The Secret to Finding a Good Financial Advisor
By Jennifer Black
Questions you should ask a financial advisor when deciding with whom you are going to work.
1. How often do they meet with their clients?
It is important to know how often your financial advisor expects to meet with you. As your personal situation changes you want to ensure that they are willing to meet frequently enough to be able to update your investment portfolio in response to those changes. Advisors will meet with their clients at varying frequencies. If you are planning to meet with your advisor once a year and something were to come up that you thought was important to discuss with them; would they make themselves available to meet with you? You want your advisor to always be working with current information and have full knowledge of your situation at any given time. If your situation does change then it is important to communicate this with your financial advisor.
2. Ask if you can see a sample of a financial plan that they have previously prepared for a client.
It is important that you are comfortable with the information that your advisor will provide to you, and that it is furnished in a comprehensive and usable manner. They may not have a sample available, but they would be able to access one that they had fashioned previously for a client, and be able to share it with you by removing all of the client specific information prior to you viewing it. This will help you to understand how they work to help their clients to reach their goals. It will also allow you to see how they track and measure their results, and determine if those results are in line with clients’ goals. Also, if they can demonstrate how they help with the planning process, it will let you know that they actually do financial "planning", and not just investing.
3. Ask how the advisor is compensated and how that translates into any costs for you.
There are only a few different ways for advisors to be compensated. The first and most common method is for an advisor to receive a commission in return for their services. A second, newer form of compensation has advisors being paid a fee on a percentage of the client’s total assets under management. This fee is charged to the client on an annual basis and is usually somewhere between 1% and 2.5%. This is also more common on some of the stock portfolios that are discretionarily managed. Some advisors believe that this will become the standard for compensation in the future. Most financial institutions offer the same amount of compensation, but there are cases in which some companies will compensate more than others, introducing a possible conflict of interest. It is important to understand how your financial advisor is compensated, so that you will be aware of any suggestions that they make, which may be in their best interests instead of your own. It is also very important for them to know how to speak freely with you about how they are being compensated. The third method of compensation is for an advisor to be paid up front on the investment purchases. This is typically calculated on a percentage basis as well, but is usually a higher percentage, approximately 3% to 5% as a onetime fee. The final method of compensation is a mix of any of the above. Depending on the advisor they may be transitioning between different structures or they may alter the structures depending on your situation. If you have some shorter term money that is being invested, then the commission from the fund company on that purchase will not be the best way to invest that money. They may choose to invest it with the front end fee to prevent a higher cost to you. In any case, you will want to be aware, before entering into this relationship, if and how, any of the above methods will translate into costs for you. For example, will there be a cost for transferring your assets from another advisor? Most advisors will cover the costs incurred during the transfer.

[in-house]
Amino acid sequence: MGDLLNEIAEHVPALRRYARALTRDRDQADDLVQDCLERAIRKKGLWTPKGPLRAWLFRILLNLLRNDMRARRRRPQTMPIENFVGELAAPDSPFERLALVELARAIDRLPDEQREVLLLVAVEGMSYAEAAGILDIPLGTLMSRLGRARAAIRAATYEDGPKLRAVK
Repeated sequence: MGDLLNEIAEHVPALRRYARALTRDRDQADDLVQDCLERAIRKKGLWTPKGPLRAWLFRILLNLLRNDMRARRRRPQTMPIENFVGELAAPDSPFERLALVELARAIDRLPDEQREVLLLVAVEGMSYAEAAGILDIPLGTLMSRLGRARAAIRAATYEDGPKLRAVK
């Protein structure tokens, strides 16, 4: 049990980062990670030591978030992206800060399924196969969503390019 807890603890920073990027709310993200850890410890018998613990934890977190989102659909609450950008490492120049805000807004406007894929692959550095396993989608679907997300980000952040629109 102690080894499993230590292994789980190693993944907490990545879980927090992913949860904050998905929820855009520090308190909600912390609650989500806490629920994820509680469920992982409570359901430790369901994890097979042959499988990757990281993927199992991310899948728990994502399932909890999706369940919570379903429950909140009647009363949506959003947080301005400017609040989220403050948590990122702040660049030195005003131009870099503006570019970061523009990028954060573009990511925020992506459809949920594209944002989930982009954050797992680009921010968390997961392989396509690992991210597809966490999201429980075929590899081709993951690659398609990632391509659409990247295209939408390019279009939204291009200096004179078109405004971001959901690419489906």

4. Does your advisor have a Certified Financial Planner Designation?
The certified financial planner (CFP) designation is well recognized across Canada. It affirms that your financial planner has taken the complex course on financial planning. More importantly, it ensures that they have been able to demonstrate through success on a test, encompassing a variety of areas, that they understand financial planning, and can apply this knowledge to many different applications. These areas include many aspects of investing, retirement planning, insurance and tax. It shows that your advisor has a broader and higher level of understanding than the average financial advisor.
5. What designations do they have that relate to your situation?
A Certified Financial Planner (CFP) should spend the time to look at your whole situation and help with planning for the future, and for achieving your financial goals.
A Certified Financial Analyst (CFA) typically has more focus on stock picking. They are usually more focused on selecting the investments that go into your portfolio and looking at the analytical side of those investments. They are a better fit if you are looking for someone to recommend certain stocks that they feel are hot. A CFA will usually have less frequent meetings and be more likely to pick up the phone and make a call to recommend purchasing or selling a specific stock.
A Certified Life Underwriter (CLU) has more insurance knowledge and will usually provide more insurance solutions to help you in reaching your goals. They are very good at providing techniques to preserve an estate and passing assets on to beneficiaries. A CLU will generally meet with their clients once a year to review their insurance picture. They will be less involved with investment planning.
All of these designations are well recognized across Canada and each one brings a unique focus on your situation. Your financial needs and the type of relationship you wish to have with your advisor, will help you to determine the necessary credentials for your advisor.
6. Have they done any extra courses and for what reasons?
Ask your prospective advisor why they have done their extra courses and how that pertains to your personal situation. If an advisor has taken a course with a financial focus, that also deals with seniors, you should ask why they have taken this course. What benefits did they achieve? It is fairly easy to take a number of courses and get several new designations. But it is really interesting when you ask the advisor why they took a certain course, and how they perceive that it will add to the services offered to their clients.
7. Who will be meeting with you?
In future meetings will you be meeting with the financial advisor, or with their assistant? It is your personal preference whether or not you wish to meet with someone other than the financial advisor. But, if you want that personal attention and expertise, and you want to work with only one individual, then it is good to know who that person will be, today and in the future.
8. Are you the ideal client for the advisor?